Woman does not live by work alone, at least not this woman. After several years of research (you’re surprised?), and a major setback to new boat plan A when the “great recession” hit, we contracted late last summer for a brand new American Tug 34, hull #136. Think custom software project using a proven object model and agreed preferred architectural behaviors (why would you do otherwise?).
I know I drove the very knowledgeable dealer, Greg Clark of Traditional Yachts, crazy with my attention to detail and process, but the results were well worth the effort. Tomco Marine, the boat’s builder, in LaConner Washington, did a great job, according to both Ron and the marine surveyor we hired to do QA reviews along the way. There were no significant change orders, no unpleasant surprises, and no cost overruns even though there were changes in subsystems and components along the way. Nothing in our world, or the world of boatbuilding, stays the same for more than a minute, but a great workplan, architecture and team allow needed changes to be accommodated without undue disruption of the timeline or budget.
We’re beyond excited as we await SmartyPants’ arrival, perhaps on my sister’s 70th birthday March 29th (a propitious day if ever there was one), at Gulf Marine on San Carlos Island, where she’ll be offloaded. Dealer and commissioning/electronics expert will be here to greet her, see her safely offloaded and reassembled (some disassembly is needed to allow such a big boat to meet trucking requirements as well as to ensure that nothing gets broken along the way), do some final installation of electronics and Naomi-related “configurations” (like putting the handhold exactly where I need it when I come up the swim ladder out of the water and onto the swim platform), and get her launched. After that, there’s the simple matter of learning how to sail her (drive her?) and how everything works. There are about 8 linear inches of manuals, not to mention all the online stuff, so Ron will be VERY busy digging into the detailed operation of every onboard system, appliance, and gizmo. I’ll concentrate initially on learning how to man the helm and use all the navigational gear, but eventually I’ll have to master everything too — quite a challenge with my day job.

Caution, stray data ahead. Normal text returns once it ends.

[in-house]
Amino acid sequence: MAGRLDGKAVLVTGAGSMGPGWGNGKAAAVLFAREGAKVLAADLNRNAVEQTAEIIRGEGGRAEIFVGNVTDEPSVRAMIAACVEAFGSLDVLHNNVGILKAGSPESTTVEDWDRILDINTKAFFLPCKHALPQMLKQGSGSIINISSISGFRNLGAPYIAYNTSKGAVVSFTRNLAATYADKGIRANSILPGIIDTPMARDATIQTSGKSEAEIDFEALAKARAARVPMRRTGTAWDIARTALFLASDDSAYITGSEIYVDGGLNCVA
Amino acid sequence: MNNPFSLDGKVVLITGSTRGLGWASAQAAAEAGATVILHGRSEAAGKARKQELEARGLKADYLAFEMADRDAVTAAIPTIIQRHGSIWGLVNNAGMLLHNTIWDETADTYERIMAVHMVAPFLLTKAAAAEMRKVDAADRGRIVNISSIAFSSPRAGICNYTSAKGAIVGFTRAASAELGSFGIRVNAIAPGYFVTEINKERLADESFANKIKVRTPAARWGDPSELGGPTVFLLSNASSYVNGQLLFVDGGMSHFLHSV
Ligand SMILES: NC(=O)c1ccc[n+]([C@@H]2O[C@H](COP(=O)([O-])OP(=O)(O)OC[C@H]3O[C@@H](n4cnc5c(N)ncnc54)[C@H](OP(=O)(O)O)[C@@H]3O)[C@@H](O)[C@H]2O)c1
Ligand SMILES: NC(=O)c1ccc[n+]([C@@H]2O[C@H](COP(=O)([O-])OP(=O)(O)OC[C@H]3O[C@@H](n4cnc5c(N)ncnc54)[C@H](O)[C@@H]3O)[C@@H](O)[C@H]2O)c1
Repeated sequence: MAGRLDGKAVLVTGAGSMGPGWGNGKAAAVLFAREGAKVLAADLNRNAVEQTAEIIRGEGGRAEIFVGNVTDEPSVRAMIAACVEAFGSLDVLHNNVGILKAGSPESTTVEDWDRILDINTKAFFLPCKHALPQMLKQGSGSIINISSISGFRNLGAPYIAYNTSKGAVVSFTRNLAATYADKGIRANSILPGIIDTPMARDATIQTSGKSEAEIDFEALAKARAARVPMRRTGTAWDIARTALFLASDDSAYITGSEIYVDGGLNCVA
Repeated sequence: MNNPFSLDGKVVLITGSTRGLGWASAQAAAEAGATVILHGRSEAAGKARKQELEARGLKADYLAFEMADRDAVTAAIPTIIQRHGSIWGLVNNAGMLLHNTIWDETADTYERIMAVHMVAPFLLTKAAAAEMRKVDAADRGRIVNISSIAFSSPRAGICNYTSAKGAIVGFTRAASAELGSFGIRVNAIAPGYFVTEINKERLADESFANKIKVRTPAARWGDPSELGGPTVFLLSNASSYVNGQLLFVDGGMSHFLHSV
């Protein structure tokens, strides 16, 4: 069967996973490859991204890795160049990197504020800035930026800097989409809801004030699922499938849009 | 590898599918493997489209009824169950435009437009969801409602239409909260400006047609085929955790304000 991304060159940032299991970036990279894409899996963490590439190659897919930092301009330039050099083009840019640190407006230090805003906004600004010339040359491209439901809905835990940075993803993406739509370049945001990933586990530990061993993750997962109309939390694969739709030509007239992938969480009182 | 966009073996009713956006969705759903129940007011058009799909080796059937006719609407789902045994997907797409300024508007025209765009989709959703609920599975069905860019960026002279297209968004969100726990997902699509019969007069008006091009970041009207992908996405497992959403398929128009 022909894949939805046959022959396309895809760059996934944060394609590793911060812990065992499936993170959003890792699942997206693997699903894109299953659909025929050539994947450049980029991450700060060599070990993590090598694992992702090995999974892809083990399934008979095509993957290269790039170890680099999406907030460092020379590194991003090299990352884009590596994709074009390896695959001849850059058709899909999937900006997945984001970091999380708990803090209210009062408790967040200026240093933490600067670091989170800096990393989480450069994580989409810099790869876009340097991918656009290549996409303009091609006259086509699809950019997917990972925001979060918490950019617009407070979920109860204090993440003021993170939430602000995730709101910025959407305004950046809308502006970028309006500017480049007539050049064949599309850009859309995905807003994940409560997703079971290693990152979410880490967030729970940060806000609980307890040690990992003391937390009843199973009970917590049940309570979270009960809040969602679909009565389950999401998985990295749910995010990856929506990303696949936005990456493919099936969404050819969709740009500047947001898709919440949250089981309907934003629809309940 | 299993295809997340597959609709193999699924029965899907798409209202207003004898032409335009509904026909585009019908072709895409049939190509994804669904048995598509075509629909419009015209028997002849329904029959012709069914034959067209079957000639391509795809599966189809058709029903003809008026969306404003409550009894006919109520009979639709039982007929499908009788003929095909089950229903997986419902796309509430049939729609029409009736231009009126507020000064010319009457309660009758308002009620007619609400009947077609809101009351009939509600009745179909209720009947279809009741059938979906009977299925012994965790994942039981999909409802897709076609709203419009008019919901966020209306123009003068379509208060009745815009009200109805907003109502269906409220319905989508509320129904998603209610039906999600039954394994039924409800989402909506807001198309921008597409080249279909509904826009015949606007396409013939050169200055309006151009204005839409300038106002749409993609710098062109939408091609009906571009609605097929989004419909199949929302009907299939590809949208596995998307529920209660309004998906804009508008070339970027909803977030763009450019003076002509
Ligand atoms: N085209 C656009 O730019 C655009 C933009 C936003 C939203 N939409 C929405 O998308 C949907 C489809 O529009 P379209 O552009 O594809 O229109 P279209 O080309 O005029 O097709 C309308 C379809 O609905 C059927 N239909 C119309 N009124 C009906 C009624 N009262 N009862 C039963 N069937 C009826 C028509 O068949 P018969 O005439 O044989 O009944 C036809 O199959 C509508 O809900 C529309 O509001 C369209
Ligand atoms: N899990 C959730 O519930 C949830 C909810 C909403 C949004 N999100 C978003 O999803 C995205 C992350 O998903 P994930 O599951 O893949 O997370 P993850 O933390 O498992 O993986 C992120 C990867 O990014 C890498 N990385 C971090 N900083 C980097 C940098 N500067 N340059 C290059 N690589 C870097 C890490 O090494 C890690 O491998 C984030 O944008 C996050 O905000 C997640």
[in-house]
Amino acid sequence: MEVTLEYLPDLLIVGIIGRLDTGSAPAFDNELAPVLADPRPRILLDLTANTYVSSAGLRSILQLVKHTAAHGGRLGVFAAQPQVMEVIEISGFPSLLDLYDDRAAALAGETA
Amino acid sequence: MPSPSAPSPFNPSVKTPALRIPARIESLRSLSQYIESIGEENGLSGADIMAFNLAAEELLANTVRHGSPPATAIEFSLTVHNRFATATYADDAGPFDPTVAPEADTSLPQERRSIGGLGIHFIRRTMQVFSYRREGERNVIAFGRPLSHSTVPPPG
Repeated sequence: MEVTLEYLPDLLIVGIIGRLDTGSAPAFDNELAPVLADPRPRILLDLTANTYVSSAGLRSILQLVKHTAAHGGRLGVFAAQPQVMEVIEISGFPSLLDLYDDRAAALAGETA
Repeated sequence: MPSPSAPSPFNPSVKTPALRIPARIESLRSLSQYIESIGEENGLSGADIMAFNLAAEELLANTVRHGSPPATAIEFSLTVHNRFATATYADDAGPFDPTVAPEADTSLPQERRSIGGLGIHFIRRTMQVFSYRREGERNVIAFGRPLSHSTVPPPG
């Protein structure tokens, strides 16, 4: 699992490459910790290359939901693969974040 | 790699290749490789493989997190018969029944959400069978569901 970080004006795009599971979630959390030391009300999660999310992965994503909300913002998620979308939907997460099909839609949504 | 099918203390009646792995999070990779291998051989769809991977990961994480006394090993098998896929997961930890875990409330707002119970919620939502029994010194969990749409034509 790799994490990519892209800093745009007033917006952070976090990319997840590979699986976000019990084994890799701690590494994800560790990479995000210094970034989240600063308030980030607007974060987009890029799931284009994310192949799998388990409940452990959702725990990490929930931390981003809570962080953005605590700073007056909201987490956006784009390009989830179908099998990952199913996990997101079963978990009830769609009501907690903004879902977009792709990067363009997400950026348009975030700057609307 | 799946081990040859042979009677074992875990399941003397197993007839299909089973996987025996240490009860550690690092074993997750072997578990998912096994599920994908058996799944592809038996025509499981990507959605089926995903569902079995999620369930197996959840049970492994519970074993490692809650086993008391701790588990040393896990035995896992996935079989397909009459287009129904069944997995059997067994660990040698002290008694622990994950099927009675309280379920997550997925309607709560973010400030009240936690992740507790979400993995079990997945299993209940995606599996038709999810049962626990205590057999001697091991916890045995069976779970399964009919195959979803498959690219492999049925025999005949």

Many of you have asked for pictures, so I’m including a few here — Naomi’s industrial strength swim ladder, her last week in the factory, and the main salon/Naomi’s office — with more to come in later posts. So now you can take your pick: follow the Yellow Brick Road to drive your own organization’s business outcomes or follow the adventures of M/V SmartyPants.